You’ve heard it before and you’ll hear it again: setting boundaries is really important. Many of the issues my clients bring to coaching are in some way related to their boundaries. Specifically, their lack thereof. Boundaries can seem complex and nebulous, which makes them hard to define and implement for a lot of us. So I wanted to simplify how to establish your boundaries. The process can be easy as ABC*

*Disclaimer: setting and honoring your own boundaries is no easy feat. But I hope that these tips support you in establishing your needs!

Establish Your Boundaries

Awareness

Half the battle of boundary setting is being aware that a lack of boundaries is not serving you. This can look a little different for everyone. But here are some questions that you can ask to reflect on this and shine a light on your needs.

  • Do you struggle with making decisions, even small daily things?
  • Are you exhausted at the end of the day and not sure why?
  • Are you feeling resentful towards your friends, family, or coworkers?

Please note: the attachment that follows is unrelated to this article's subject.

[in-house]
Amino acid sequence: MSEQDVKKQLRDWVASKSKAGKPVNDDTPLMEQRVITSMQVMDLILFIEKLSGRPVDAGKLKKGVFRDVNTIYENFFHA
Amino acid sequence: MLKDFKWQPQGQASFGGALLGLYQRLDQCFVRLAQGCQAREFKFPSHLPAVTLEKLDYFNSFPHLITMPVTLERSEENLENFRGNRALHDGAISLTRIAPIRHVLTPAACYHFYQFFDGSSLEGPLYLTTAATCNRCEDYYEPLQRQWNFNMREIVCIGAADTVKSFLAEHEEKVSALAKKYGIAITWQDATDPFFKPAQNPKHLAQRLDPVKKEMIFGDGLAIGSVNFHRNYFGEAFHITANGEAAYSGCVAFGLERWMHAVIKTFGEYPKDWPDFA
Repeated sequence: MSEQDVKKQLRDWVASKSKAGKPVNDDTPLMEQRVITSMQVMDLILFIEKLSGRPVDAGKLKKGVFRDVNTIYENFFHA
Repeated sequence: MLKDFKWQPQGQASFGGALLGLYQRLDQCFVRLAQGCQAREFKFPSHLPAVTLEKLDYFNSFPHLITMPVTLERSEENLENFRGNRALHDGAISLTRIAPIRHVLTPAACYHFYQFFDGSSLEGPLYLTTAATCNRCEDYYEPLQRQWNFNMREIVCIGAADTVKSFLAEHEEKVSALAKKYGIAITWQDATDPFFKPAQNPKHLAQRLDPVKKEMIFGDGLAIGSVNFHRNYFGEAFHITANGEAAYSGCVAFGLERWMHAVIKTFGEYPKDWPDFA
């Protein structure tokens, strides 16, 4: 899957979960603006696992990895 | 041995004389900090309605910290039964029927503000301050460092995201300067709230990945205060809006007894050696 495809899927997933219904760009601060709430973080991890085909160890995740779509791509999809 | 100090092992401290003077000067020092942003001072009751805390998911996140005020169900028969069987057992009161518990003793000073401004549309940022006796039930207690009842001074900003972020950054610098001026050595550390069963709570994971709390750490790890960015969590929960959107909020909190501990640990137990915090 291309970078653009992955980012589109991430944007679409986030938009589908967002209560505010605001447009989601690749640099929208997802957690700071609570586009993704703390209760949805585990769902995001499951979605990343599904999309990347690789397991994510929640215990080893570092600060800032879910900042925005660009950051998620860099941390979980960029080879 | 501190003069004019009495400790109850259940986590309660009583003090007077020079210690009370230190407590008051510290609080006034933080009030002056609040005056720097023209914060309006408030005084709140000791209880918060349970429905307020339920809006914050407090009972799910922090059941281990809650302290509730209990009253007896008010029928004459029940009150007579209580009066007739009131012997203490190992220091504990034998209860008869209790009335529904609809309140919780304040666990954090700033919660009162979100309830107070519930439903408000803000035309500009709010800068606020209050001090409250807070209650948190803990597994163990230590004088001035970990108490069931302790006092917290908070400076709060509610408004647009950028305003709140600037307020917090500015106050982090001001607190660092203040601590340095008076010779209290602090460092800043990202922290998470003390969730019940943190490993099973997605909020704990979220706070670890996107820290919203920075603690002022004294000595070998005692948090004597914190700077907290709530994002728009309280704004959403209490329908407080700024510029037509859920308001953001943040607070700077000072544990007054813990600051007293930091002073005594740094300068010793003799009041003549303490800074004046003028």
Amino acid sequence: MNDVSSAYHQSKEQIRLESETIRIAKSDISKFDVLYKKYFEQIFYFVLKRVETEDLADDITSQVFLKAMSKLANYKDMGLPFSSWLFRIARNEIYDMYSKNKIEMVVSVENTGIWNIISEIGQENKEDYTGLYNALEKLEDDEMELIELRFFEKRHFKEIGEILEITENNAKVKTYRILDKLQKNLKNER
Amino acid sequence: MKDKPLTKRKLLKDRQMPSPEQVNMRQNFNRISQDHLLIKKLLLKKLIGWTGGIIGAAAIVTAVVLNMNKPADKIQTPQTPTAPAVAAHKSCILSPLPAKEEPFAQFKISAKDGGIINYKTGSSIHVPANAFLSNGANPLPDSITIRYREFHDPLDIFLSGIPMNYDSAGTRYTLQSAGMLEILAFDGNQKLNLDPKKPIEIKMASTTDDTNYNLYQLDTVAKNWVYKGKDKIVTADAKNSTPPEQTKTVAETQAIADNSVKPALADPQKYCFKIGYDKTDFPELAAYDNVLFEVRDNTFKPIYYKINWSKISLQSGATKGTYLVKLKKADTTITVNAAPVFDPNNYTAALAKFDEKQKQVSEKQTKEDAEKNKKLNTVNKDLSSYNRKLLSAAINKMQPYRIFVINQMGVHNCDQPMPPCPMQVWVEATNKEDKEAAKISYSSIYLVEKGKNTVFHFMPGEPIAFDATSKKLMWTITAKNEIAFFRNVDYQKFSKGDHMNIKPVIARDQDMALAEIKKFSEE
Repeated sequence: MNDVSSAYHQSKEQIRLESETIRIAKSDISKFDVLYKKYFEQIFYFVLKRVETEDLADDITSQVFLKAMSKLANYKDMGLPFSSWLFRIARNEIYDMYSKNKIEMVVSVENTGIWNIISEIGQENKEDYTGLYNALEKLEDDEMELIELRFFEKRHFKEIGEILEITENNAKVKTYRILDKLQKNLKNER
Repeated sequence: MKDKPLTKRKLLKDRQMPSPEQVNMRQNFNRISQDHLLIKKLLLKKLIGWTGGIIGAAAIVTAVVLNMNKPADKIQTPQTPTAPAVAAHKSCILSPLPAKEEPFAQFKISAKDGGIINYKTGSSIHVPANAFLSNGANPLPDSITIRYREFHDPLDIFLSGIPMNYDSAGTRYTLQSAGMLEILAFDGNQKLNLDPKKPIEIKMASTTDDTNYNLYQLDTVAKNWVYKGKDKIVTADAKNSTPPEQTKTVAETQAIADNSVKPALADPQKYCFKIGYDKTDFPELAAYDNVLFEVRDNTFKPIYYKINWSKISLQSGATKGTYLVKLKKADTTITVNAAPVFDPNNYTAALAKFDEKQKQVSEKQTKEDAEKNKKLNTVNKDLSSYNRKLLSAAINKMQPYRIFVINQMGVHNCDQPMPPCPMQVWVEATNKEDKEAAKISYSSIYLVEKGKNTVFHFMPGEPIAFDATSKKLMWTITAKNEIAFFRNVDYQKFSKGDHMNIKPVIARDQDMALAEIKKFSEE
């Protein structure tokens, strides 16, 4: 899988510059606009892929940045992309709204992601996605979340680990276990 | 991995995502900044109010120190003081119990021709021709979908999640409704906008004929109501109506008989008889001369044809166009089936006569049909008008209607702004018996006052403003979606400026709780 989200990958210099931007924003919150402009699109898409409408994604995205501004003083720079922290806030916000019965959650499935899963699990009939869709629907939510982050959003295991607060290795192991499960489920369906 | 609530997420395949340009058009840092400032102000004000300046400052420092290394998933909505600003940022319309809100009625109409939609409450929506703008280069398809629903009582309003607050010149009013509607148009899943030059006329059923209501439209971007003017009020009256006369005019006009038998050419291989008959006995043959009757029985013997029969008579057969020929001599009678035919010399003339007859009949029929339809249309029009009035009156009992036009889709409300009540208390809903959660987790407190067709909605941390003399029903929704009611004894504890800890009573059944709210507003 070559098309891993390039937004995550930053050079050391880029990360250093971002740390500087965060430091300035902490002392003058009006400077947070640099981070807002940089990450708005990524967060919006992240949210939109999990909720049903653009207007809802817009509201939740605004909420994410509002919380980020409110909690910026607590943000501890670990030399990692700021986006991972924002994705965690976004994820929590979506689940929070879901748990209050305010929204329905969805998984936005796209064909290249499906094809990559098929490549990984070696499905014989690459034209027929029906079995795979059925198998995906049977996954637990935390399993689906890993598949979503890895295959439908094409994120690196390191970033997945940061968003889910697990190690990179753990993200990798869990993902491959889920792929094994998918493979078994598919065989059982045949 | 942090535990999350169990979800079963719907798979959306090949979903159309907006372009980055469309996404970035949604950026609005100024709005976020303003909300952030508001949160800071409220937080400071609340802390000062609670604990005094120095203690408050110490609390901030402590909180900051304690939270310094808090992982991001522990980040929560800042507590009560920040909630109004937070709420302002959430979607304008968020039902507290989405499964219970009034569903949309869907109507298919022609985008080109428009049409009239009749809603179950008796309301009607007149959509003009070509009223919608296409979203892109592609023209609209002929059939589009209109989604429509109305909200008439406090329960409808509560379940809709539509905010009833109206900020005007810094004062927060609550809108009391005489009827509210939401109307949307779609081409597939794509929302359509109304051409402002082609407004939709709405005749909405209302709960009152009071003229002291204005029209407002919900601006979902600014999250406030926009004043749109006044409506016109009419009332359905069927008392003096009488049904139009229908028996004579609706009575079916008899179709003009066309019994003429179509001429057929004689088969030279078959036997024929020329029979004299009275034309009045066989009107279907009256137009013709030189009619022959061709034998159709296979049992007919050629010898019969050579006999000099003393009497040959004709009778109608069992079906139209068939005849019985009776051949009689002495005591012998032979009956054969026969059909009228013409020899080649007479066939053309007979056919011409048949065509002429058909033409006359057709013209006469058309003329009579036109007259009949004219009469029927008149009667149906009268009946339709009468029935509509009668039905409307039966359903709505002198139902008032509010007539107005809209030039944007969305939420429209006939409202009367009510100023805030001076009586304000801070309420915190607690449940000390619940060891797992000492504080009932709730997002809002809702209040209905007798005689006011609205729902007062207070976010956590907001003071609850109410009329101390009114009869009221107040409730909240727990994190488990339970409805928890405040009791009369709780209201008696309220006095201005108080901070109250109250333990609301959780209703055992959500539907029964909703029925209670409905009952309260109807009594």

• Do you feel like your life is one long endless to-do list?
  • Do you say “yes” when you want to say “no” to things?
  • Are you taking on more than you can handle?
  • Do you find yourself overly concerned with what others think of you?

If any of these resonate, you might lack boundaries. Personal boundaries are much like physical boundaries. Think of a fence or property line — these things signal some sort of limit to something. They let us know if we can or cannot enter (and how) or if we’ve gone too far. If these physical boundaries don’t exist, we might swim in really deep and troubled waters or step on our neighbor’s garden. Without an awareness of boundaries, we can find ourselves in hurtful situations. 

It’s important to reflect on our feelings and situations we find ourselves in and ask, “Is there a need that is not being met here? Do I feel attacked or violated in some way?” In this step, there is no need to jump into action just yet, the goal is to grow in our awareness of what a lack of boundaries looks and feels like, so we can start to identify what we want it to look and feel like instead.